b. 17/07/1839 ? d. 09/11/1918 Pennsylvania.
DATE OF MOH ACTION: 01/07/1863 Gettysburg, Pennsylvania.
Civil War Congressional Medal of Honor Recipient. Entered Civil War service with a commission of Captain in the 150th Pennsylvania Volunteer Infantry. Rising to Lieutenant Colonel and commander of the unit, he was awarded the CMOH for his bravery on the First Day of the Battle of Gettysburg (July 1, 1863).
He had commanded a portion of the 150th Pennsylvania in the initial heavy fighting around McPherson’s Farm northwest of the town. When the 150th’s Colonel, Langhorne Wister, took over command of the brigade, Lt. Colonel Huidekoper assumed command of the regiment. He then sustained the serious arm wound that eventually cost him his arm. He continued to direct his regiment despite the wound until the loss of blood forced him to retire; his remaining in the battle proved invaluable since every officer of the regiment had been killed or wounded. His wounds in the battle incapacitated him until September 1863, when he rejoined his men. He was promoted to Colonel; however, further field service aggravated his partially healed wounds to the point he was forced to resign his commission in 1864. After the war he served as a Major General of the Pennsylvania National Guard, and was active in suppressing the 1877 Labor Riots. He also served as Postmaster of Philadelphia, Pennsylvania from 1880 to 1885, and as responsible for increasing the standard weight for letter from a half-ounce to an ounce. His Medal was awarded to him on May 27, 1905. He was one of two 150th Pennsylvania soldiers to be awarded the Medal of Honor for bravery during the Civil War (the other being Corporal J. Monroe Reisinger).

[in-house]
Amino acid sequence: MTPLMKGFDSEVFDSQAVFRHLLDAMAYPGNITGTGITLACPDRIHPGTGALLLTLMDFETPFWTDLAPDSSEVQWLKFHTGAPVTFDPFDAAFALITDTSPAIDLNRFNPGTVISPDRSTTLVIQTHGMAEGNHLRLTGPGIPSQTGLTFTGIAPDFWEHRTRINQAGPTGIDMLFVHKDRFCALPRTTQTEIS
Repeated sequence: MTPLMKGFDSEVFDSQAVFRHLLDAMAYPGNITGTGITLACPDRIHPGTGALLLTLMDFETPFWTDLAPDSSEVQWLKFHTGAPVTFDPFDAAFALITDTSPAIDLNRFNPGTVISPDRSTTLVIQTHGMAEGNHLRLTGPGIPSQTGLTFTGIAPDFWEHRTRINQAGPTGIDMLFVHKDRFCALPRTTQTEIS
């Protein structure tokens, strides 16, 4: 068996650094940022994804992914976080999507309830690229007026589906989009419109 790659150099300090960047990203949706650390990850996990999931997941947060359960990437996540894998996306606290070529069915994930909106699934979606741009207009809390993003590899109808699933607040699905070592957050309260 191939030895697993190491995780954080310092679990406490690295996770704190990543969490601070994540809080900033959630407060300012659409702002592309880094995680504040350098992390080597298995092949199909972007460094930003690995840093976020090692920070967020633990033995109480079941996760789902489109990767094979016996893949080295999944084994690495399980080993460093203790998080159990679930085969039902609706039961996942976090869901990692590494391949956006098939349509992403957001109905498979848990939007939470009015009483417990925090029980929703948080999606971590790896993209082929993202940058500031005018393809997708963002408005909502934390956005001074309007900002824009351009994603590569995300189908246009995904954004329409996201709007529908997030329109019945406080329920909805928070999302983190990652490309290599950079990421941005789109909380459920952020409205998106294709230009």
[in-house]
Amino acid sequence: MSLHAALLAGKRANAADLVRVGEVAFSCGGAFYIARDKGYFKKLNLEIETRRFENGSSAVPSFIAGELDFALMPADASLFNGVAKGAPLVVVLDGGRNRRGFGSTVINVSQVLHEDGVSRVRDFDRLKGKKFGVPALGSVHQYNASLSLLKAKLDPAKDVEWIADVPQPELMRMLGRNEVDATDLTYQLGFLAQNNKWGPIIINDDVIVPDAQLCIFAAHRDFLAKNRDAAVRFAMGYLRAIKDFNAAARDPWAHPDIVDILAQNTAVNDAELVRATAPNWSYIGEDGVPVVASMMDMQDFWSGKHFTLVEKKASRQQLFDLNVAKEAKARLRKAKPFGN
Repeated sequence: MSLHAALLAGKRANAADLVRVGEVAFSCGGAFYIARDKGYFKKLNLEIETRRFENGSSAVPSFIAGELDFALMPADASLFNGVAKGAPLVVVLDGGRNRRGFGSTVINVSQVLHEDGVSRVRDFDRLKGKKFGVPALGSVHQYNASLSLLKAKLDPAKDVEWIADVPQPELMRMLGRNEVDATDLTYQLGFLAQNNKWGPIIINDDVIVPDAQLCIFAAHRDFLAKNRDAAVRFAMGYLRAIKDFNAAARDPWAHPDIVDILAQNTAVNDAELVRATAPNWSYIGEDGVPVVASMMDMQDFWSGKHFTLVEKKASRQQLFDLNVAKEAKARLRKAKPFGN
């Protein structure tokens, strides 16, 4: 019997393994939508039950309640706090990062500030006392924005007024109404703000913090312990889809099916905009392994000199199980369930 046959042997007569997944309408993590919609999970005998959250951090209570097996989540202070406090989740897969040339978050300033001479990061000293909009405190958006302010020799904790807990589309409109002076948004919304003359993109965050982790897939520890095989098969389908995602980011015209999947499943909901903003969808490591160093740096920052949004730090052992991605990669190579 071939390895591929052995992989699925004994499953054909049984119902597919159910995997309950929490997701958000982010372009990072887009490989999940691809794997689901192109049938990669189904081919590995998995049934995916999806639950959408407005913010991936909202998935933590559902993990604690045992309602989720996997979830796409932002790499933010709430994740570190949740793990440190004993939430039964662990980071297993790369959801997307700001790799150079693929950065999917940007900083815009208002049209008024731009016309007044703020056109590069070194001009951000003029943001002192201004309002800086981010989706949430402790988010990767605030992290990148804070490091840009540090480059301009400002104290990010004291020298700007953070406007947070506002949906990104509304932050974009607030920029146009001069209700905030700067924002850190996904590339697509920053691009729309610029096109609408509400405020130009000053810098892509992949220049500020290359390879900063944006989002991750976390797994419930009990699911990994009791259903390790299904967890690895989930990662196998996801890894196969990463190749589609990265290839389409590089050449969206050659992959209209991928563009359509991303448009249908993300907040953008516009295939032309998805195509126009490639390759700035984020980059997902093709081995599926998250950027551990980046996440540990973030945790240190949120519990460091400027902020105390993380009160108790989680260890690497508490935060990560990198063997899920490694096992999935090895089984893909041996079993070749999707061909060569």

While engaged in repelling an attack of the enemy, received a severe wound of the right arm, but instead of retiring remained at the front in command of the regiment.
BURIAL LOCATION: GREENDALE CEMETERY, MEADVILLE, PENNSYLVANIA.
Section 2, Lot 5 (Mausoleum)
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